Photo Credit: SQ Talk

Learn the insider tricks from a seasoned traveller and ex-cabin crew.

Photo Credit: SQ Talk
Photo Credit: Seat Maestro

Once you’ve booked and paid for your airline ticket, then next most important part of your flying experience is selecting —albeit requesting— where you’re going to sit.

As an seasoned traveller and ex-cabin crew member, I’ve seen a fair share of aircraft configurations. And there’s more to seating than meets the eye.

For most people, especially those who are vertically challenged and suffer from knees-hitting-back-of-seat-in-front syndrome, obtaining the holy grail of aircraft seats—an exit row—is the number one priority.

Most airlines allow you to pay a little extra to confirm an exit row, but not all exit rows are created equal. So are you getting your money’s worth or are you paying for a seat that may result in a less than enjoyable journey?

Exit row or not, below are some things to consider before selecting your seat preference.


The galley: where all the action happens. If you’re the social type who loves a good chat to crew, or someone who loves being woken by freshly brewed coffee three hours prior to landing then this is the area for you!

But if you prefer to watch your movie in peace, or catch a few hours sleep, without people or carts pushing past you throughout the flight then this is a place to avoid.


This is typical with Boing 747 aircraft.

On paper it looks like you’ve got a lovely stretch of carpet in front of you, but those aircraft doors bulge on the inside and if you’ve picked the window seat you’ll be stretching your legs out on an angle and possibly playing footsies with your middle-seat neighbour.

If you’re travelling on this type of aircraft then you may wish to sacrifice the window seat on this occasion. Let’s be honest: window seat and legroom…you’re just being greedy.


Photo Credit: iStock

Some travellers love the idea of being close to a bathroom. I’ve never understood why. Yes, it’s convenient when you need to go, but during have you considered the the remaining 300+ passengers (on a large aircraft) will also need to go? I can guarantee during the peak times when the whole plane is waiting patiently for their turn, they’ll be waiting patiently in your personal space.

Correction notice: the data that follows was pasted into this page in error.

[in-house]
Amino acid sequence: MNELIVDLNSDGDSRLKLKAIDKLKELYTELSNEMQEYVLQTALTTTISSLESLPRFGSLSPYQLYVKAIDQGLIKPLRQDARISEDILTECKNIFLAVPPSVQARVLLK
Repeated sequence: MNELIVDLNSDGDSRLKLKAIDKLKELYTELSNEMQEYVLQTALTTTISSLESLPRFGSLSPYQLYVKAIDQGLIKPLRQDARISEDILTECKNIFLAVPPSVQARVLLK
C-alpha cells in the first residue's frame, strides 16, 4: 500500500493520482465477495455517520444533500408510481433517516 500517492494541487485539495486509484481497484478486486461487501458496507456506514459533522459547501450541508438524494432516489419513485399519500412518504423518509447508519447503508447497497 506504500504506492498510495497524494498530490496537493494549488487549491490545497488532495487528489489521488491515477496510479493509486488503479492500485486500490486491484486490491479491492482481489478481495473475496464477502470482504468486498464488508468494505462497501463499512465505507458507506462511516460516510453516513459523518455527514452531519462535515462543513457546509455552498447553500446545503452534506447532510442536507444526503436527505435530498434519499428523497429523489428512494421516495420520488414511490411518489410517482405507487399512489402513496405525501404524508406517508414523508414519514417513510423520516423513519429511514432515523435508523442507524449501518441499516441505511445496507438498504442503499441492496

And honestly…the smell…

Why? Why would you think this was a good idea?


Photo Credit: iStock
Photo Credit: iStock

This one is for those lucky enough to be in the pointy end -or upper deck – of the plane.  Just like being close to the galley, the bar or lounge is a definite noise generator. As your fellow passengers enjoy those continuous glasses of champagne, their voices get louder and your noise cancelling headphones and earplugs are going to be put to the test.

Again, check online to see which is the last row before the bar and select a seat forward of that. A stretch of the legs to walk to the bar never hurt anyone…


One thing I have learned during my time in the skies is that curtains are not your friend.

They become a physical challenge for everyone on board (crew included) and it is impossible to move through them gracefully. If your seat is the first or last row you’re almost guaranteed to have curtains dividing the sections of the plane and blocking off galley’s and bathrooms.

And nobody enjoys having a curtain whacked towards them every single time a passenger is trying to work out how to manoeuvre through.

It all sounds miserable, doesn’t it. Bathrooms, galleys, curtains…are there any good seats on the aircraft?

Lucky for you there are some handy websites available to help you decide if you’ve picked a winner. Seat Guru, Seat Expert, or Seat Maestro are sure to give you confidence in your seat selection.

What are your tricks for picking the best aircraft seat?